By Francesca Aloisio
|A young mother in Mafupa Village (Malawi). She can use the chicken’s eggs to improve the family diet and then sell any extra for income. ©IFAD/Marco Salustro 2016|
Gender equality and food and nutrition security are key issues for the new Agenda 2030 and the 17 Sustainable Development Goals (SDGs). Although the link between gender equality and food and nutrition security is well known – and celebrated in slogans such as ‘Women feed the world’ − the complex interconnections between gender and nutrition are unfortunately often overlooked or ignored.
For this reason, IFAD has launched a series of trainings for project staff and consultants involved in IFAD-supported projects in the field. The collaboration between the Gender and Nutrition teams in organizing this workshop shows IFAD's commitment to increasing the level of knowledge required by people directly involved in the development projects.
On 21 November 2016 IFAD hosted the pilot training on “How to integrate gender and nutrition-sensitive approaches into IFAD's operations”. The training was the first of its kind in IFAD.
In his opening remarks, Perin Saint Ange, Associate Vice-President, Programme Management Department (IFAD), highlighted the positive fact that gender equality and women’s empowerment has now been widely recognized as a development priority. However, he cautioned that the challenge is so huge that progress often brings in another layer of challenges and creates another layer of complexity. Improved livelihoods and opportunities can lead to negative outcomes that are unforeseen. In relation to nutrition, for example, he warned that malnutrition can also turn into obesity, stressing national budgets and requiring a complete new set of interventions.
Juliane Friedrich, Senior Technical Specialist in Nutrition (IFAD) pointed out that a focus on nutrition is crucial for the holistic success of a project and indeed for sustainable rural transformation. In many countries, incomes may be rising and food security may have improved, but the nutritional status of families participating in development projects − in particular nutritionally vulnerable groups like mothers and children − remains unchanged.
Indeed, it is a misconception that increasing food production on a family farm is enough to guarantee access by all family members to adequate, nutritious food. Often the production is sold for cash income, with none of the nutritious food kept for the family table. Teaching people about the need for a diversified diet, especially for mothers and young children, is essential to making a difference to levels of malnutrition.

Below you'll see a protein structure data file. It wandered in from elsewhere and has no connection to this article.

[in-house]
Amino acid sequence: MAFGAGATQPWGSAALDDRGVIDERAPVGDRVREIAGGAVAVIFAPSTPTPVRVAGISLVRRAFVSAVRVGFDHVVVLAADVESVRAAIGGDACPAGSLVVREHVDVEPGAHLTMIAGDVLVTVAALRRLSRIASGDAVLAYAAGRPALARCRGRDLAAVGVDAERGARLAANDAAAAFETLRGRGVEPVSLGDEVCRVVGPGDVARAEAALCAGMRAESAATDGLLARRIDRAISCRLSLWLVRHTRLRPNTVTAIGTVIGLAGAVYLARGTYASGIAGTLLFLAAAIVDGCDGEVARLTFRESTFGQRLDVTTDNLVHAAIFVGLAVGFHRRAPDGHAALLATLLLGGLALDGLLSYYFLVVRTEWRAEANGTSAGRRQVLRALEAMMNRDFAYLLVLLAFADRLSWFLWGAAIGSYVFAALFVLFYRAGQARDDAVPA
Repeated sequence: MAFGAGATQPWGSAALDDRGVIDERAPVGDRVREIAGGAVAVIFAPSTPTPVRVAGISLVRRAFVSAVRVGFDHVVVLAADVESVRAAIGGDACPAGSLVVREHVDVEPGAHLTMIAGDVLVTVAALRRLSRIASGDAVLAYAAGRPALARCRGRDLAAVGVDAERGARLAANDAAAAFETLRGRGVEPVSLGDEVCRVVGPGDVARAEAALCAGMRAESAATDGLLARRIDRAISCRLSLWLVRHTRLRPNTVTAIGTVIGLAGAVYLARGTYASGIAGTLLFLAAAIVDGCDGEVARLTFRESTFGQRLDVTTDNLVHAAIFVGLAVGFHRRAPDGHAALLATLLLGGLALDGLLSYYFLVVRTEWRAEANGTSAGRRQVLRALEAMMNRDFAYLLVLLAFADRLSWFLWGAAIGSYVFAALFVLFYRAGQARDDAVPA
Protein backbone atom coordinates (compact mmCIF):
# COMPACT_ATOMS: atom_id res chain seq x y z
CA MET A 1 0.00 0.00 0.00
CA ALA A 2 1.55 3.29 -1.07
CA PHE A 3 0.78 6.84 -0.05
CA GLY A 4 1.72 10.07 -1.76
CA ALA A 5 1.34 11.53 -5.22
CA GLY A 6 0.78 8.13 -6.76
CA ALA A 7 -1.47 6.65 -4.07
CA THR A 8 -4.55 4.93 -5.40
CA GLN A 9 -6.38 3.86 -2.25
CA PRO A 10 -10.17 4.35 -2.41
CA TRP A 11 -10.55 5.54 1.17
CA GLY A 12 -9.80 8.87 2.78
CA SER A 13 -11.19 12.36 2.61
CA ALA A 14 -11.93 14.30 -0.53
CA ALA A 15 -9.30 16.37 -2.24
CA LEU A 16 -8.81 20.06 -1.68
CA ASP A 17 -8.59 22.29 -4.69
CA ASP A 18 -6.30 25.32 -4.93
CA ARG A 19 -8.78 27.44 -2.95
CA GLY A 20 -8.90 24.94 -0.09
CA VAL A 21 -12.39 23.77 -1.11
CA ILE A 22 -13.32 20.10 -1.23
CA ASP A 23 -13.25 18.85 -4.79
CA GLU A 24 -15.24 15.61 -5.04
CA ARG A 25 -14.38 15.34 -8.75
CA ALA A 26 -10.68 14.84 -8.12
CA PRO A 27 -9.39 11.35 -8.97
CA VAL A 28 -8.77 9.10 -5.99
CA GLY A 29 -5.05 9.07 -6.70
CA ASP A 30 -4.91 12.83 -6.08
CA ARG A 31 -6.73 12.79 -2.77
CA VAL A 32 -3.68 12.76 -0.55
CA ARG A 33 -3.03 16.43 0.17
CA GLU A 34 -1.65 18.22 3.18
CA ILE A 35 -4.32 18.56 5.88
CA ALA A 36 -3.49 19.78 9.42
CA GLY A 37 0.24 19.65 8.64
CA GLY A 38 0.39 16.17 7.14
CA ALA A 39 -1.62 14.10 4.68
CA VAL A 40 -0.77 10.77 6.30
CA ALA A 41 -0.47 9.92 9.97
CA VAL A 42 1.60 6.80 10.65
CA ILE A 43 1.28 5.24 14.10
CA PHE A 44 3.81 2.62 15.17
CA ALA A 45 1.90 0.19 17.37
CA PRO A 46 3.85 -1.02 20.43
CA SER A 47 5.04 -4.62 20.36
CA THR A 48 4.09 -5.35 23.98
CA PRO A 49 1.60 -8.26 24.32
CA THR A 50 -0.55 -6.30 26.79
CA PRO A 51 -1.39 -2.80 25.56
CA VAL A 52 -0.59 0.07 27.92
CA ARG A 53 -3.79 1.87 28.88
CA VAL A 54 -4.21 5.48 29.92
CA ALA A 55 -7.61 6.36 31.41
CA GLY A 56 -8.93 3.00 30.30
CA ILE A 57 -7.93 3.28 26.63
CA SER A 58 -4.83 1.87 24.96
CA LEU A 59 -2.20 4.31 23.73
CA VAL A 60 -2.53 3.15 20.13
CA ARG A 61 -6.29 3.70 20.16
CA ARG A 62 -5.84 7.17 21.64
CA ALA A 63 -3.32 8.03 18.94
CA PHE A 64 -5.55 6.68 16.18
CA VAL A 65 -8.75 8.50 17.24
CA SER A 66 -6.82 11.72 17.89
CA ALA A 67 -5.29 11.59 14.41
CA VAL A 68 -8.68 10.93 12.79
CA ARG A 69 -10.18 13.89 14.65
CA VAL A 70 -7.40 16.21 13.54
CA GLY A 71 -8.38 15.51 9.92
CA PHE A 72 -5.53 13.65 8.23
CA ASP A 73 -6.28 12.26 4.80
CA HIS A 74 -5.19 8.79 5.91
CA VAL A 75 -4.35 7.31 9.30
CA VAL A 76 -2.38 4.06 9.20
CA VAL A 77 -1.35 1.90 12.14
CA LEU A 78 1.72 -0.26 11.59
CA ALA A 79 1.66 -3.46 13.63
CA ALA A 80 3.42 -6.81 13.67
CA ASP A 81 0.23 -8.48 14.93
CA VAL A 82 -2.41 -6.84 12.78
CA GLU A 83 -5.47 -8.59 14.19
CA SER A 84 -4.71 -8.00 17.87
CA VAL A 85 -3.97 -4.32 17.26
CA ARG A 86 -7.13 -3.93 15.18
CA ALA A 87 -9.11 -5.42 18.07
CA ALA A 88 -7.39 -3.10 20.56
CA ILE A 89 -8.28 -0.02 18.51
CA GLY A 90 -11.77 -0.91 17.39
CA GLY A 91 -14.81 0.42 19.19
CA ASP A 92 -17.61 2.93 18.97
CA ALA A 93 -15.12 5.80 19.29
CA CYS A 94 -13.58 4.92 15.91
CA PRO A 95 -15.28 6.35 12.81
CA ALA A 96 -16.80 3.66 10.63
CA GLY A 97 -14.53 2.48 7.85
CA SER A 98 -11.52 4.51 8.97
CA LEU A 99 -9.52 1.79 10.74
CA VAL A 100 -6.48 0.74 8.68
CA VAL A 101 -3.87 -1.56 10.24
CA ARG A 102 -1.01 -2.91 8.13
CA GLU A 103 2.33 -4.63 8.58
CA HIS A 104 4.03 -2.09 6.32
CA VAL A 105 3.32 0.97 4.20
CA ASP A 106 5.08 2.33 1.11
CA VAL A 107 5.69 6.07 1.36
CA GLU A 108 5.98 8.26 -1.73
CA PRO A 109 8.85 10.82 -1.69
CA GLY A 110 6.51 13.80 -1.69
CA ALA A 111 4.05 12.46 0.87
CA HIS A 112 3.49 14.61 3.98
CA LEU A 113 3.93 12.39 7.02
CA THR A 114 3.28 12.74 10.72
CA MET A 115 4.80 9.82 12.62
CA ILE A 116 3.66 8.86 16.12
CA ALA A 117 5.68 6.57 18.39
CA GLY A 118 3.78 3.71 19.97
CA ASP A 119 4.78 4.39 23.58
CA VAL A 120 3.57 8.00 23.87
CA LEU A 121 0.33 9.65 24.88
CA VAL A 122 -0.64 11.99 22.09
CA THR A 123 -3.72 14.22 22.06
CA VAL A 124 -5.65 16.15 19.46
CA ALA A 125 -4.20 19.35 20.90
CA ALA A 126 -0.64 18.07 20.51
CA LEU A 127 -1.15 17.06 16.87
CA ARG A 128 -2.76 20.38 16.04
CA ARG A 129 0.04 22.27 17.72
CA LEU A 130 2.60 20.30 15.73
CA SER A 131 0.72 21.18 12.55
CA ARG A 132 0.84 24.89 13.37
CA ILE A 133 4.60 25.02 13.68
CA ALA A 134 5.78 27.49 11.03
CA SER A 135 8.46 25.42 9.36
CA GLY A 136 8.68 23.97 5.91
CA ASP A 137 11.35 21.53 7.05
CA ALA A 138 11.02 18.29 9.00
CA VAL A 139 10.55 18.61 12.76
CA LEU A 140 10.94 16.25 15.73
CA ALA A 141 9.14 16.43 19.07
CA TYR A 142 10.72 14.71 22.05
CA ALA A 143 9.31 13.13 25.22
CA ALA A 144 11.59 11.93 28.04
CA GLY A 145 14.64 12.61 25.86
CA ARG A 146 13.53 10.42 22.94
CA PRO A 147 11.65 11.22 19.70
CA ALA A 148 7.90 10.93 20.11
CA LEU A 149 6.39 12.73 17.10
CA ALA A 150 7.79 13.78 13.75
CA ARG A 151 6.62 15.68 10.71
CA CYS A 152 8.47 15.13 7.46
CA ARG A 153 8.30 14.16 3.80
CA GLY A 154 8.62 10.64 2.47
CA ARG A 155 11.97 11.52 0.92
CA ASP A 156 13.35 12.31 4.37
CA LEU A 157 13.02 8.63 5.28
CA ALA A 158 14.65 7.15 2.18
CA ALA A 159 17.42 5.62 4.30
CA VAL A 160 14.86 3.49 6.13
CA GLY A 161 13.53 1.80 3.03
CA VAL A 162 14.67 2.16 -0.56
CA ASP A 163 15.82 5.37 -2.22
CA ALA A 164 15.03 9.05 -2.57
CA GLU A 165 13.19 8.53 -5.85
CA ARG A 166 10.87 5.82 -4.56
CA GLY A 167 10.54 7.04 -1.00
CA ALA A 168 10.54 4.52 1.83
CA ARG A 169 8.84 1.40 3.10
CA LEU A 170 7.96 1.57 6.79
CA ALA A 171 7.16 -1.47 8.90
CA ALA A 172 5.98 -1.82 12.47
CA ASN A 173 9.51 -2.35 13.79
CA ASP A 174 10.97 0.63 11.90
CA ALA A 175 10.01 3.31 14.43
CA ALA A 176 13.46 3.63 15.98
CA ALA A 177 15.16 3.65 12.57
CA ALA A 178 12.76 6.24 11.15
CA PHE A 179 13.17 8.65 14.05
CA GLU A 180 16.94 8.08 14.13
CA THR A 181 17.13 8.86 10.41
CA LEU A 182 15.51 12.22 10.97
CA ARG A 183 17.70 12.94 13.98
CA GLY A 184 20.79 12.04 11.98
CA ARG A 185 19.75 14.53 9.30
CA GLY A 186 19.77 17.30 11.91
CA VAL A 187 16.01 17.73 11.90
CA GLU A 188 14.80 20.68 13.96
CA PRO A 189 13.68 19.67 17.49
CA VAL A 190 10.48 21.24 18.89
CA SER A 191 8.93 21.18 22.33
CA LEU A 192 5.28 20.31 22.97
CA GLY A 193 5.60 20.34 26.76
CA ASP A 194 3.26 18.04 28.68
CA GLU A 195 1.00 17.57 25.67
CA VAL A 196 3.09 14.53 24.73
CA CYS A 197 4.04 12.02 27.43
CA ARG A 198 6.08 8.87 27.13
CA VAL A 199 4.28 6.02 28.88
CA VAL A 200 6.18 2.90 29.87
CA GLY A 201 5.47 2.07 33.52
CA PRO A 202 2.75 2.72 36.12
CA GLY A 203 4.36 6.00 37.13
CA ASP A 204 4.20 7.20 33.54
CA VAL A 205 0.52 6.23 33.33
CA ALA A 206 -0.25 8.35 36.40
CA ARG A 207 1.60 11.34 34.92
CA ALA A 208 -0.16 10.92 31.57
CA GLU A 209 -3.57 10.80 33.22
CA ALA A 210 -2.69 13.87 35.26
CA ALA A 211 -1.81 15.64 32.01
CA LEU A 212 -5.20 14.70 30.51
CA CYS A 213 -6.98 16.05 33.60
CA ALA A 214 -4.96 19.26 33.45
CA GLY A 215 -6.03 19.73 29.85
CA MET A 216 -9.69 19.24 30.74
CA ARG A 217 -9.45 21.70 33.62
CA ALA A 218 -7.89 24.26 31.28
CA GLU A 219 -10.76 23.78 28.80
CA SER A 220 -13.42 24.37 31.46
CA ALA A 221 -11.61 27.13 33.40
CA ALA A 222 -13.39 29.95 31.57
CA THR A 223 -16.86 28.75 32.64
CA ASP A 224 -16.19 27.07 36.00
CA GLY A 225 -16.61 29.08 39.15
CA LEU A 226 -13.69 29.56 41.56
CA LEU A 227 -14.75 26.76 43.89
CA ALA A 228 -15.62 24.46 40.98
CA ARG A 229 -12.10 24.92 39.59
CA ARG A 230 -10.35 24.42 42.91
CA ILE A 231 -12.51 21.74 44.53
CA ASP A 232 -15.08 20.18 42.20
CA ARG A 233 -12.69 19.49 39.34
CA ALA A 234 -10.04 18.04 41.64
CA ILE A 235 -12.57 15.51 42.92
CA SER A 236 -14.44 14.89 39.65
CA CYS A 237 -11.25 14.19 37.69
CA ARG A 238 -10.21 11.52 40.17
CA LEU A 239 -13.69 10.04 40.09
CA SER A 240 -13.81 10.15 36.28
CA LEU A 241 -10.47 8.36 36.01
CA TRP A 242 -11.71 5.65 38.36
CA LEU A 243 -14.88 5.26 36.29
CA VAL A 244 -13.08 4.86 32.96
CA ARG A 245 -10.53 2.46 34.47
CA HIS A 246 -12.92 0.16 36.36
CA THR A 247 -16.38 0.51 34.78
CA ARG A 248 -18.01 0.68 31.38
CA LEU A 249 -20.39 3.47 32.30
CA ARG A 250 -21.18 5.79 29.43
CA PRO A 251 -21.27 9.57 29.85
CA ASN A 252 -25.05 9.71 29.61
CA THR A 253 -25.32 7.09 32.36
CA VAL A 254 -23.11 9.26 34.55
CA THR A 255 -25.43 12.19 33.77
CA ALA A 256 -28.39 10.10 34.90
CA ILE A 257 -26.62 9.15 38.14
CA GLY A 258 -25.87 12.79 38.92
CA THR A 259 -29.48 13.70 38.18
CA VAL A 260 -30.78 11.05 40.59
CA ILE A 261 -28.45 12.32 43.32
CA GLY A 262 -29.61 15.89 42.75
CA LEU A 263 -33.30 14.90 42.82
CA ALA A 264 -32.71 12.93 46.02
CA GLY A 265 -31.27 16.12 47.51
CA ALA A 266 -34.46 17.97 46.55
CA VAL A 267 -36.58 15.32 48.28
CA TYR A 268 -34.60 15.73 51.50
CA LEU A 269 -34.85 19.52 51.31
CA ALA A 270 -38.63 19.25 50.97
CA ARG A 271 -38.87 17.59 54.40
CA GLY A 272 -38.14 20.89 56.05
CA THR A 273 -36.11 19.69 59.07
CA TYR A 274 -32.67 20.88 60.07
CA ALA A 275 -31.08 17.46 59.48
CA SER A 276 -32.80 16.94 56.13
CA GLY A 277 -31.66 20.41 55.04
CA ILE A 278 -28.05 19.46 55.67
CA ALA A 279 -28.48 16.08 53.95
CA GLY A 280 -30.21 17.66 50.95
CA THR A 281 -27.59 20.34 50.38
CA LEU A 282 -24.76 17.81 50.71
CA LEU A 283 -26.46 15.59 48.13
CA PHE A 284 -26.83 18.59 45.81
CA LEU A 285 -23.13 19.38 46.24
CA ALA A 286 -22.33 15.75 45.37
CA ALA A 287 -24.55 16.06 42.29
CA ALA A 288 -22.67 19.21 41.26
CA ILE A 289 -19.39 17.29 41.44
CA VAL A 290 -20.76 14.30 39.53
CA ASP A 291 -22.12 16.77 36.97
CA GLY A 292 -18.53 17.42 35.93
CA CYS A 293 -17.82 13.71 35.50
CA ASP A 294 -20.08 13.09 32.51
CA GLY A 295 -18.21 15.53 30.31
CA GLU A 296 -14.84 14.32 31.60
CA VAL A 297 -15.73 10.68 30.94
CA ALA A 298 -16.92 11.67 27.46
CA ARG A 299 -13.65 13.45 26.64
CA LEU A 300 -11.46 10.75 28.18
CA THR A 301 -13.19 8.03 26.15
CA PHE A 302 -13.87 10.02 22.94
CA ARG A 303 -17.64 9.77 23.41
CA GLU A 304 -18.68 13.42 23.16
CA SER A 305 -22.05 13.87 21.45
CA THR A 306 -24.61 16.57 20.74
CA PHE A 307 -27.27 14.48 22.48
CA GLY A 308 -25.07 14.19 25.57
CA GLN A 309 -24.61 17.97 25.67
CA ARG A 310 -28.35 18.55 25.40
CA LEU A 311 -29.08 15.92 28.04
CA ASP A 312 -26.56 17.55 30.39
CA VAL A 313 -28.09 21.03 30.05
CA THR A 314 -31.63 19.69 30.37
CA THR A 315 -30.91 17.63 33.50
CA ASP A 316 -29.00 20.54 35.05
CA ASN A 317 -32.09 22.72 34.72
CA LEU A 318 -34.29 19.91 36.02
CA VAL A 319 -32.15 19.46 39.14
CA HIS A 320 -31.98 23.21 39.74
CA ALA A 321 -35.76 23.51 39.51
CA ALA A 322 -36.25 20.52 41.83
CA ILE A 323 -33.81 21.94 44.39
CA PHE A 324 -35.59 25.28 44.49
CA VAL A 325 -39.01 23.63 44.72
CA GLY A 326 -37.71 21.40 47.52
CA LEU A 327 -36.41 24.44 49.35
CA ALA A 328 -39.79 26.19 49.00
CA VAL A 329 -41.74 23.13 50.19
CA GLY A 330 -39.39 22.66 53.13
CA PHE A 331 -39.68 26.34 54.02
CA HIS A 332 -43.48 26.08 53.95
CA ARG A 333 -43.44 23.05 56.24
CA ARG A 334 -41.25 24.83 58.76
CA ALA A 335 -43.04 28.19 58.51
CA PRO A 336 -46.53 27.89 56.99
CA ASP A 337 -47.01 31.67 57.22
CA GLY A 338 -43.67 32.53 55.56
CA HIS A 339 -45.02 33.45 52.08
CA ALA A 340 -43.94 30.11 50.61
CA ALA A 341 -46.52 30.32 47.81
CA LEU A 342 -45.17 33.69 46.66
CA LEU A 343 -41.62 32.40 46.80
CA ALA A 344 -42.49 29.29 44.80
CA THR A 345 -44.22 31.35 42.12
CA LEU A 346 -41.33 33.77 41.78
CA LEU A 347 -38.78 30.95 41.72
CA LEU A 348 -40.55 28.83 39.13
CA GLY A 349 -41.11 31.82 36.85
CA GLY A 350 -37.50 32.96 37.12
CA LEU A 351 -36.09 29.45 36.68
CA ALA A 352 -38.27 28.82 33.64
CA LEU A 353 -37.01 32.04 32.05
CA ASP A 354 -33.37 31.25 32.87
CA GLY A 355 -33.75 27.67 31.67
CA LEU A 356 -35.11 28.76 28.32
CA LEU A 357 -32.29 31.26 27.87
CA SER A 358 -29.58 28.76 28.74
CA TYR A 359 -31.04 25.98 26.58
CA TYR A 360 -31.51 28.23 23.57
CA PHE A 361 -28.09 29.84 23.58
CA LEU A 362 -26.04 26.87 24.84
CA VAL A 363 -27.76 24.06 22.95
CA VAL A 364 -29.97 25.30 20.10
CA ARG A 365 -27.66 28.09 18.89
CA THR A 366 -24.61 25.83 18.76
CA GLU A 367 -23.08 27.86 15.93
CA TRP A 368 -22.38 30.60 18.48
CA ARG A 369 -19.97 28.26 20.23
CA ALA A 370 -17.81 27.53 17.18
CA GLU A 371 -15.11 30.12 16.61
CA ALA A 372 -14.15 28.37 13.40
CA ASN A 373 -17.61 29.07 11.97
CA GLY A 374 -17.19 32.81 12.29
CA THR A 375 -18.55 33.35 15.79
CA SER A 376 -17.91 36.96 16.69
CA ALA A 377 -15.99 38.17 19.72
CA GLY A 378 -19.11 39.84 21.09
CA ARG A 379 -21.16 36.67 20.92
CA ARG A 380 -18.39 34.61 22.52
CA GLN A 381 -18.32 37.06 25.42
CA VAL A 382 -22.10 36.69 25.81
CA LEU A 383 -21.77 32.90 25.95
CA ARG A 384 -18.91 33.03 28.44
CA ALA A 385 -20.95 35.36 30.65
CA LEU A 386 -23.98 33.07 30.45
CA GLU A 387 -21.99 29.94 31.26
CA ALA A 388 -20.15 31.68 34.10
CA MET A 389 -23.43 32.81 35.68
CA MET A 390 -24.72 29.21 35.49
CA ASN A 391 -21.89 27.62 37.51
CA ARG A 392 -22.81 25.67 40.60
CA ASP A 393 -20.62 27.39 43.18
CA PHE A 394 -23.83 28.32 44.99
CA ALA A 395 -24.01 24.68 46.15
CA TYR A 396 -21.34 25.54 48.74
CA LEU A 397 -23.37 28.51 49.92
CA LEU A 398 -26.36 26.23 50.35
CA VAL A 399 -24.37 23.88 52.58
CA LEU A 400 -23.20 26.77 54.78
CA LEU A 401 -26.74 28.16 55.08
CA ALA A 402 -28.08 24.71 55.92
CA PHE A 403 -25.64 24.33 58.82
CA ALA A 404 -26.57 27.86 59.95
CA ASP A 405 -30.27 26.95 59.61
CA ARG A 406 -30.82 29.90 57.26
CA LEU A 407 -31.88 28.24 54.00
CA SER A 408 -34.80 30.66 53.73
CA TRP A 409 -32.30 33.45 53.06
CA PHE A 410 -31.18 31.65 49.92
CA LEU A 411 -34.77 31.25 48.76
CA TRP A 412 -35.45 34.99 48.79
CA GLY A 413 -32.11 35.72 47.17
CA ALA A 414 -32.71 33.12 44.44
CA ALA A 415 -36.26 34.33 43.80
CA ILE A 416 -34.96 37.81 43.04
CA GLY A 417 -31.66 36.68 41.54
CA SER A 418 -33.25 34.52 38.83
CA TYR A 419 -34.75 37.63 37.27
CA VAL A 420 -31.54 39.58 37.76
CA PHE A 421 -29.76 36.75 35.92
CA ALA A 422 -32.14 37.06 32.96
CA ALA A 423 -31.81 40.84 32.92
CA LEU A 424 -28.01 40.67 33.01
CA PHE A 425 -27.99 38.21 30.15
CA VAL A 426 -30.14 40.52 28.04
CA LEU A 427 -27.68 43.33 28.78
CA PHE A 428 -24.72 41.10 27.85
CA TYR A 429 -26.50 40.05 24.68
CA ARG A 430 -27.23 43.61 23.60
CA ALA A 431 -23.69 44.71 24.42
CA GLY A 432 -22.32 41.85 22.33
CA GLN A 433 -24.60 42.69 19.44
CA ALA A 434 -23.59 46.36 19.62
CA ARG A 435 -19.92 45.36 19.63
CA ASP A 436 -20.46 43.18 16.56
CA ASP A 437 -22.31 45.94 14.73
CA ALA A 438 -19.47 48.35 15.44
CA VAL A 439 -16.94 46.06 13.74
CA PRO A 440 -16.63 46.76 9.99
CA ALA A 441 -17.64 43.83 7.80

The training aimed to raise awareness about the importance of including nutrition in project design and implementation, and to give some practical guidance on how to do this.
Investing in young women and mothers is vital to break the intergenerational vicious circle of malnutrition and poverty. If mothers are under age at first pregnancy and undernourished, they give birth to underweight children. If they go on to have pregnancies at frequent intervals, this further depletes their physical resources, imposes a heavy burden of additional labour and care, and deprives the children of adequate nutritious food, even during breast-feeding. Globally, every third mother is underage and this is a key factor in the intergenerational cycle of malnutrition. Improving nutrition for adolescent girls is therefore a key entrypoint in the fight against chronic undernutrition.
Participants learned that stunting – which is an indicator of chronic undernutrition − is not reversible after the age of 23 months. And, although stunting has decreased globally, some countries have made no progress – e.g. Afghanistan, Bangladesh, Burundi, India and Yemen.
However, what are the challenges that project staff and consultants are facing in the field? Participants at the training referred to the lack of nutrition indicators at project level, institutional challenges, little awareness about nutrition and gender at local level and most of all a lack of tools and documentation of evidence on the matter.
One of the very few books tackling nutrition and gender is "Gender, nutrition, and the human right to adequate food: toward an inclusive framework". Co-author Dr Stefanie Lemke from Coventry University (UK) presented the book during the training. In the comprehensive publication, Lemke proposes a rights-based approach instead of a needs-based approach to promote a more precise diagnosis of the root causes of inequities.
The training was the first in a series. In 2017, IFAD will continue with further trainings to raise awareness about the complexity of food and nutrition security, and to share knowledge and experiences.